And to house your growing collection of birds, you need another, slightly larger chicken house.
 And somewhere along the line you find that you have become a crazy chicken lady.

Even though most of your hatch turns out to be boys, that's okay, because they can be table birds and anyway, you find some commercial free-range hens that would be going to slaughter and you decide to rehome four to give you more eggs over winter. 

Of course you come home with nine of them.

As time goes on, some of the boys become table birds and your flock diminishes a little. Then you have a good think about your birds and you decide that the laying flock is pretty dull to look at and you fancy something more colourful and interesting to join the merry throng, so you start to look at what other breeds you might have to liven things up.
Photo credit - seller's photo from advert for hatching eggs
 I really like white birds and black birds, so a combination of those is ideal. These Light Sussex are a common chicken, but would be a nice addition.
Photo credit - seller's photo from advert for hatching eggs
 But then, spotty birds with punky hair-dos would be fun too. These are called Silver Crested Appenzeller Spitxhauben.
Photo credit

And Silver Laced Wyandottes are beautiful and somehow they become a must-have bird too.

So the incubator comes out of storage and gets plugged in again with some eggs in it to introduce some more variety into the flock. And so it goes on...

My suggestion is to be prepared to fall in love with chickens and just accept that Chicken Maths happens.

Please note that all my own photos were taken prior to the Avian Flu Prevention Zone order and our birds are now kept inside as required by law. 
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Monday, 2 January 2017

Aspirations for 2017

 Happy New Year!

I'm not going to do a look back over 2016, I feel as though I've documented it enough already and reviewed our first year on the smallholding during November and to me the best part of the new year is the possibilities that lie ahead.

So, for 2017 my hopes include

To learn more
I'd like to take more courses, read more and research more. By continuing to learn I'd like to not only increase my knowledge, but to keep my brain engaged and alert. I've been looking at a variety of courses including a Permaculture Design Certificate, a horticulture certificate and practical skills like charcuterie, cheesemaking and woodworking.

To start driving again
I haven't driven a car on the road since September 2015 and while Mr J is more than happy to drive me anywhere I want to go, not having the independence is irritating. I stopped driving when I became too ill to be safe on the road, after all it's no good to be behind the wheel when you keep falling asleep, your ankles are too swollen to be able to move your feet properly and your legs jerk uncontrollably. The decision to stop driving was entirely my own, I just wanted to keep myself safe and respect the safety of others on the road. Both the jerking and falling asleep are now as good as gone and the swelling has reduced far enough to have almost full movement in my feet, so it seems to make sense to start getting myself back on the road.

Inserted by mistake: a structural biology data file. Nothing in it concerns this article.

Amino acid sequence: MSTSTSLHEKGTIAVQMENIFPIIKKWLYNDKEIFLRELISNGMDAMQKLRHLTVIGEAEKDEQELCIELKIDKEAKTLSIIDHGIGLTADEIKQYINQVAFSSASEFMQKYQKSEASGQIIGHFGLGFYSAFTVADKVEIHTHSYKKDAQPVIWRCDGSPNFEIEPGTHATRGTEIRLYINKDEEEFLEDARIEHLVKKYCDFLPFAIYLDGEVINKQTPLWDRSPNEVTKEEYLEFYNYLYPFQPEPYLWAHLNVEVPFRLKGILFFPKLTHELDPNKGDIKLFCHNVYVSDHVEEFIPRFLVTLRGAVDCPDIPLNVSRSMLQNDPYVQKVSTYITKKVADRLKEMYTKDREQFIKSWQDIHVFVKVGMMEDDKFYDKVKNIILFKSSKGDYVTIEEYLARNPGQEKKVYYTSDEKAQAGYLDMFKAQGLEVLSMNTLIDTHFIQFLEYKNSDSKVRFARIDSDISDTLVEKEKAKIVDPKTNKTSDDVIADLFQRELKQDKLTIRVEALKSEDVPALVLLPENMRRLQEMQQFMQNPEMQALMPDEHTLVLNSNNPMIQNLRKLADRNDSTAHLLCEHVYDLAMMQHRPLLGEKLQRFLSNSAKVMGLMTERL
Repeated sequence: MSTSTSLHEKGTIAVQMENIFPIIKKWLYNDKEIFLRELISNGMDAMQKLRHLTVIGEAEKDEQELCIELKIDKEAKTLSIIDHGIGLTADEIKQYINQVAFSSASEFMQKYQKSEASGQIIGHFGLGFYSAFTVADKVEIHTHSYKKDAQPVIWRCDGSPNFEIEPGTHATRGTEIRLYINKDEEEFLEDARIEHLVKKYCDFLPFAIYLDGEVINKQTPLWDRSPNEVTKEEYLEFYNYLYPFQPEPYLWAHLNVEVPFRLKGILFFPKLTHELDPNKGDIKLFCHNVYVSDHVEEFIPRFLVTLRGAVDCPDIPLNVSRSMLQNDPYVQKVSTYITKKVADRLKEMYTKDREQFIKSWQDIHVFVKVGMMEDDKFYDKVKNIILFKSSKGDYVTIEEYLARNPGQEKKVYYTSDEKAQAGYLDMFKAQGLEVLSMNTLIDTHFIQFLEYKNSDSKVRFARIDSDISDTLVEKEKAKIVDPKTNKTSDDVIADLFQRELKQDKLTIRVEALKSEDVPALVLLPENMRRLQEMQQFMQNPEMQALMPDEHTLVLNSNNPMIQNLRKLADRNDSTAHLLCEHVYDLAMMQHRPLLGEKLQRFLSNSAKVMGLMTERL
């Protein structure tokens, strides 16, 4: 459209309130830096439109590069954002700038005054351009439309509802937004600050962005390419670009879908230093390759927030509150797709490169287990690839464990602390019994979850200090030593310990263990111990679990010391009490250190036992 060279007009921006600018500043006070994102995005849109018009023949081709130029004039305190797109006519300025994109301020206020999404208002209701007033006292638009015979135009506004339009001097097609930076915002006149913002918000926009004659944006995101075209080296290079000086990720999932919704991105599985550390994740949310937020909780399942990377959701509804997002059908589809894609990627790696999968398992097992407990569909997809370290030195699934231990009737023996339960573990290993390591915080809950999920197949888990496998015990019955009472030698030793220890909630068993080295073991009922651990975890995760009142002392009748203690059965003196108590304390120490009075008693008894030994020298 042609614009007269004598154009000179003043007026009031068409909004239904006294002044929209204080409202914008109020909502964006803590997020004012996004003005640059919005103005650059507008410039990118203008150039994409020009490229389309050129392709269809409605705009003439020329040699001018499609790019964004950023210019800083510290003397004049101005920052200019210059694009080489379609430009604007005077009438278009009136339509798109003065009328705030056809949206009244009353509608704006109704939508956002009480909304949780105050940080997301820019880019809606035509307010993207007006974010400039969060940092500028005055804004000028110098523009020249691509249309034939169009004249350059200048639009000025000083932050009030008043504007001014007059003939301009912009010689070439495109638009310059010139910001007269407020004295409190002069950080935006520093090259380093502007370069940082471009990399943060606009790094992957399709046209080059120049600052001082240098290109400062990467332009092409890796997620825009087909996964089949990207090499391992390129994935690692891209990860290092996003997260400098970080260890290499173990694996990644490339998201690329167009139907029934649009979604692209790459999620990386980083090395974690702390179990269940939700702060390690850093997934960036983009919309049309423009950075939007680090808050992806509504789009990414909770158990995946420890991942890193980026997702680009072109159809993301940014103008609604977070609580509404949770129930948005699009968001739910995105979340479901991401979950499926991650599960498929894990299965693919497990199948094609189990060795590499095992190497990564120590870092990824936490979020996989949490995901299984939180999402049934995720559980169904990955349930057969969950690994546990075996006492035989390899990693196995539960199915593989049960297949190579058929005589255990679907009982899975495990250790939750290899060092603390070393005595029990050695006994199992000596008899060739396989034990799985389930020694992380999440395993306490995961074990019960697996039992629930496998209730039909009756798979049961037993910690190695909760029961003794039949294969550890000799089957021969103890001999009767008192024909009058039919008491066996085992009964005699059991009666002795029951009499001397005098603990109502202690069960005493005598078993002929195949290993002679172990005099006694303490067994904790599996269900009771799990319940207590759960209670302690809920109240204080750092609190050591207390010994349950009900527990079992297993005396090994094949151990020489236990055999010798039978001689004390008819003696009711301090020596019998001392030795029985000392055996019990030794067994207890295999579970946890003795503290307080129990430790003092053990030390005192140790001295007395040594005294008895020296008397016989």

To raise our own ducks

Early last year we bought Frederick and Mrs Warne, the ducks that we weren't going to name. We hatched two ducklings from eggs laid by Mrs Warne and we also hatched a further five ducklings from eggs brought via eBay. We enjoyed raising the ducklings, we were surprised by how endearing they are, but when the run up to Christmas arrived we said goodbye to five of the ducks. Frederick, one of the two and three of the five were despatched. This leaves us with one of Frederick's sons (whom I've imaginatively named Frederickson), Mrs Warne and two girls from the five as our breeding flock for 2017. Mrs Warne has continued to lay eggs throughout the winter, she had a short pause during early autumn and is now back to laying around 5 eggs a week. The two younger girls haven't started laying yet, but I don't think it will be too long before they do and Frederickson has started practising treading on the girls, although nothing is actually happening as yet other than a lot of noisy quacking and some fairly inelegant balancing tricks.

To increase the flocks of Australorps and White Jersey Giant chickens
We have seven white Jersey Giant chickens of varying ages. Little White has been renamed Big White as he is huge and he shares a house and pen with three females, one of which is at point of lay and two are a month or more away from laying. A younger male now lives with the 'spare' cockerels, young males destined for the table that I have separated from the flocks to prevent fighting that could lead to injury. The two youngest Jersey Giants were hatched late in the year and are now eight weeks old. Normally at eight weeks I would integrate the chicks into life with the older birds, but because of the lockdown, the chicks would have no escape from (possibly unwelcome) attention of bored birds and I will wait a while longer before the integration process.